Welcome to the second of twelve articles where we talk about the do’s (and some of the don’ts) of Agile Project Management. During this series we will work our way through the 12 principles of the Agile Manifesto and talk about how it relates to you, a project manager and your project.
This week’s principle is Welcome changing requirements, even late in development. Agile processes harness change for the customer’s competitive advantage. (Beck, 2001)
Change is hard. Change, for Project Managers, is often challenging. Why? Because Project Managers (PM) have often been trained to set a schedule, set a budget, set a timeline, create deliverables, a Gantt Chart, a Statements of Works or maybe a Project Scope. All these items are to be documented and take hours, days, weeks and sometimes months to put together. The PM documents what needs to happen for a project to successfully get off the start line, run 100 metres and cross the finish line! There are boxes to tick that ensures that everything will run smoothly and in the end, management will see how successful the job was because the Project Manager can produce a magnificent comprehensive closure report!
In reality, projects rarely work this way! In a recent project I was managing, the scoped processes sometimes had changed the very next day after the process was scoped. The developers and customers had a fantastic relationship and the project was forging ahead a lot faster than what I had prepared for. It was my job to change the plans to accommodate this. The customer wanted to bring forward some of the benefits that were in phase two. The only problem that I had was that my manager, the owner of the company, wanted everything to be documented. He wanted the before and afters. I had to explain to him multiple times that although it was possible it was not practical nor logical.
Goal posts change in all projects. Harness the change, even if it is not always in a direction that you, as a Project Manager, would like, trust that the people who are suggesting the changes are doing it for the right reasons but also try and manage it. Try using some of these techniques:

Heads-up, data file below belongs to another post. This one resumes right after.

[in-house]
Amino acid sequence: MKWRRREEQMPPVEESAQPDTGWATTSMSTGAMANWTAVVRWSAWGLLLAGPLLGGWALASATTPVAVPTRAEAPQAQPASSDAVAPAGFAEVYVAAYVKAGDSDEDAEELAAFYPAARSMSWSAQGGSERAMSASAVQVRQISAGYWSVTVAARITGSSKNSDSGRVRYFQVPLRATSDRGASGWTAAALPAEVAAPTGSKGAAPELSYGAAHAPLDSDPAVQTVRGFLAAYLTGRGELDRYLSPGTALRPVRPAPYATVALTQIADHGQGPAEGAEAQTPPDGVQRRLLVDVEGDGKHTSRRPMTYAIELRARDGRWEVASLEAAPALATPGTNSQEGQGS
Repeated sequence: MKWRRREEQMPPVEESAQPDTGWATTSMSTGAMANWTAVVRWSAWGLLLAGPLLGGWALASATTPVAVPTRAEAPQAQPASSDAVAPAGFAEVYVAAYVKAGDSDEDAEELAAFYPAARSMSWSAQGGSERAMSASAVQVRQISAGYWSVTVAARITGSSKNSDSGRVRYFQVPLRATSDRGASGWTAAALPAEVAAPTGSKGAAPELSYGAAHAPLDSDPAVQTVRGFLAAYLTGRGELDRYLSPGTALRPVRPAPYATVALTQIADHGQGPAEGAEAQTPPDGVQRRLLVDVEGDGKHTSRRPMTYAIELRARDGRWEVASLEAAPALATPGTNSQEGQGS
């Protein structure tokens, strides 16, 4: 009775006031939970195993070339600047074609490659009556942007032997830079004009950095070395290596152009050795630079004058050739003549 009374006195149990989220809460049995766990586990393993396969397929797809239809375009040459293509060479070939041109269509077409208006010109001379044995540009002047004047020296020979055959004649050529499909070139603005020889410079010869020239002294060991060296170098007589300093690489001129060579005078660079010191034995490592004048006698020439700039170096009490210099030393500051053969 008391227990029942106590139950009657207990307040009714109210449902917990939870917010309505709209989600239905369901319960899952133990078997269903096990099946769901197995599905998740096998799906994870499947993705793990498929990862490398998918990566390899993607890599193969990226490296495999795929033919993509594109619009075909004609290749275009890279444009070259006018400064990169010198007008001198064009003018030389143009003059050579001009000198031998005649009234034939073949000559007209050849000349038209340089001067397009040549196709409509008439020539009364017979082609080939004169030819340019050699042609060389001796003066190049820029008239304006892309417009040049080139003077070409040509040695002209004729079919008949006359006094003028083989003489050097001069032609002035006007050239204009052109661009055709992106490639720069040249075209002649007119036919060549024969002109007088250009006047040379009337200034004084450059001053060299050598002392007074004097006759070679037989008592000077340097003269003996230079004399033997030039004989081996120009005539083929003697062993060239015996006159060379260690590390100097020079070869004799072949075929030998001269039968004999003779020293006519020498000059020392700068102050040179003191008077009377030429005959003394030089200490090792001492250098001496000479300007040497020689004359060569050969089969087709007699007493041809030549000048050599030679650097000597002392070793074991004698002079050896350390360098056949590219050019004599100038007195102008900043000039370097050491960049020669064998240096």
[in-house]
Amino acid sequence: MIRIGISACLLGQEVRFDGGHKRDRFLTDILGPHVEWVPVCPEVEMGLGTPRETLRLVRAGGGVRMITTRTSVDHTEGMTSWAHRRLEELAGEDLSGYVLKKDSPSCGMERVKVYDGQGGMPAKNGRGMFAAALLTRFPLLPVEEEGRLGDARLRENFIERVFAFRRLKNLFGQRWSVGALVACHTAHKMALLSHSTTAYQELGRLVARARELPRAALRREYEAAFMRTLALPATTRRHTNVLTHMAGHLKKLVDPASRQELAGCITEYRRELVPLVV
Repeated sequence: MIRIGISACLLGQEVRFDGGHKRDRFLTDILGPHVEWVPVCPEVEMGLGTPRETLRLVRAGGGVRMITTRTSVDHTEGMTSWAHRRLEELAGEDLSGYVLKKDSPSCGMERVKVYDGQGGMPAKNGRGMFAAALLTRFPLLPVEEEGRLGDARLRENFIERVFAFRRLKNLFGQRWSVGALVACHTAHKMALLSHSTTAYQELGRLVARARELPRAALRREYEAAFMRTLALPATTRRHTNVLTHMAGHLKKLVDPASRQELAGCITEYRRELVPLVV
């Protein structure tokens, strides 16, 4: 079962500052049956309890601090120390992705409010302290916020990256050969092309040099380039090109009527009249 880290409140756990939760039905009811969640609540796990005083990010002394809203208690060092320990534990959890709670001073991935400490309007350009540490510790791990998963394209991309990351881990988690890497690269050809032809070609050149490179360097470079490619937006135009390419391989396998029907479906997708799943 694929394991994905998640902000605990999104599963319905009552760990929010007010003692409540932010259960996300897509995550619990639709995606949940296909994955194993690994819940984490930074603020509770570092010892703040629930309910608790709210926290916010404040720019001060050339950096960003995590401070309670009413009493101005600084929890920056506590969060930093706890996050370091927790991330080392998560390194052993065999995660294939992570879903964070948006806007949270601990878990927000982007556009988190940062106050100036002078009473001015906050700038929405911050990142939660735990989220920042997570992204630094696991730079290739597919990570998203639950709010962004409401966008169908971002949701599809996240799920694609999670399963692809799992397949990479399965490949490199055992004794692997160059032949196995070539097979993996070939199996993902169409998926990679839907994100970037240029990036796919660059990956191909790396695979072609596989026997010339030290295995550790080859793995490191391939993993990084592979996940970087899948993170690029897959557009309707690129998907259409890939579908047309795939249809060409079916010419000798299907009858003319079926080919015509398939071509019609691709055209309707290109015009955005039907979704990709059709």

- Communicate the change as soon as you can
- Explain, explain and explain until there is an understanding of the change.
- Be patient. Remember change is hard.
- Try and involve affected people. Be inclusive!
- Try to incorporate the change in a structured way; and
- Make sure the organisation changes along with you.
Be sure to bring your team along for the ride. Most teams welcome changing requirements, even late in development, if it is part of the culture. Humans are experts at adapting to change and in software development this is especially true.
Baldauf, K. (2020, February 24). Change Management – Why Project Managers will also have to be change managers. Retrieved from The Project Group: https://www.theprojectgroup.com/blog/en/change-management-in-projects/
Beck, K. B. (2001). Agile Manifesto. Retrieved from Agile Manifesto: http://agilemanifesto.org
Harris, E. (2018, Augus 12). 7 Causes of Project Change. Retrieved from Strategy Execution: https://www.strategyex.co.uk/blog/pmoperspectives/7-causes-project-change/
Hughes, K. (2019, 07 31). The Agile Manifesto, Explained. Retrieved from Project Manager: projectmanager.com/blog/agile-manifesto-explained
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